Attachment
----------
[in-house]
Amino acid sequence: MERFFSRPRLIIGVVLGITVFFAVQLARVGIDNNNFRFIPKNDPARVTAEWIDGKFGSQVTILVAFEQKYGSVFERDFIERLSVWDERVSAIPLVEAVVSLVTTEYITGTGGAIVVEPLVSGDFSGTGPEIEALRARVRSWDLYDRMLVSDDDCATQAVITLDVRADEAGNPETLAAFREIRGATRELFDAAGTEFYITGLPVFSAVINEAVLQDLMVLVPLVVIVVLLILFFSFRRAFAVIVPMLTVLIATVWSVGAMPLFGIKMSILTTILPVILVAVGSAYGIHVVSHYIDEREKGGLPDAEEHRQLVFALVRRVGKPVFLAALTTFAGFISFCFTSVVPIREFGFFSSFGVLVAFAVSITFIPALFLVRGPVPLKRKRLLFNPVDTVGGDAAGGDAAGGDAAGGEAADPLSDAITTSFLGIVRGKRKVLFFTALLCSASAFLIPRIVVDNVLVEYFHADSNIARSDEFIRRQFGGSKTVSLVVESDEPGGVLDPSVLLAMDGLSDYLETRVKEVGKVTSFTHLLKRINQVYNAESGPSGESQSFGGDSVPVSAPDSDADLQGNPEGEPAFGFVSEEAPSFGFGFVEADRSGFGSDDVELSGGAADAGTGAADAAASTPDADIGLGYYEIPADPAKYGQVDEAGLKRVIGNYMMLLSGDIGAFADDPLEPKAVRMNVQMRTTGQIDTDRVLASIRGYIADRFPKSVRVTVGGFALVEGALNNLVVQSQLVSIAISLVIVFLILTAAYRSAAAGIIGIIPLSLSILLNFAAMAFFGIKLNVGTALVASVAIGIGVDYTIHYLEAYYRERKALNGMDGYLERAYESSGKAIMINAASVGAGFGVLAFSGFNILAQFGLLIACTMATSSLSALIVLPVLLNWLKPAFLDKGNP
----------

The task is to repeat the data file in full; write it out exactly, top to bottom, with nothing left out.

[in-house]
Amino acid sequence: MERFFSRPRLIIGVVLGITVFFAVQLARVGIDNNNFRFIPKNDPARVTAEWIDGKFGSQVTILVAFEQKYGSVFERDFIERLSVWDERVSAIPLVEAVVSLVTTEYITGTGGAIVVEPLVSGDFSGTGPEIEALRARVRSWDLYDRMLVSDDDCATQAVITLDVRADEAGNPETLAAFREIRGATRELFDAAGTEFYITGLPVFSAVINEAVLQDLMVLVPLVVIVVLLILFFSFRRAFAVIVPMLTVLIATVWSVGAMPLFGIKMSILTTILPVILVAVGSAYGIHVVSHYIDEREKGGLPDAEEHRQLVFALVRRVGKPVFLAALTTFAGFISFCFTSVVPIREFGFFSSFGVLVAFAVSITFIPALFLVRGPVPLKRKRLLFNPVDTVGGDAAGGDAAGGDAAGGEAADPLSDAITTSFLGIVRGKRKVLFFTALLCSASAFLIPRIVVDNVLVEYFHADSNIARSDEFIRRQFGGSKTVSLVVESDEPGGVLDPSVLLAMDGLSDYLETRVKEVGKVTSFTHLLKRINQVYNAESGPSGESQSFGGDSVPVSAPDSDADLQGNPEGEPAFGFVSEEAPSFGFGFVEADRSGFGSDDVELSGGAADAGTGAADAAASTPDADIGLGYYEIPADPAKYGQVDEAGLKRVIGNYMMLLSGDIGAFADDPLEPKAVRMNVQMRTTGQIDTDRVLASIRGYIADRFPKSVRVTVGGFALVEGALNNLVVQSQLVSIAISLVIVFLILTAAYRSAAAGIIGIIPLSLSILLNFAAMAFFGIKLNVGTALVASVAIGIGVDYTIHYLEAYYRERKALNGMDGYLERAYESSGKAIMINAASVGAGFGVLAFSGFNILAQFGLLIACTMATSSLSALIVLPVLLNWLKPAFLDKGNP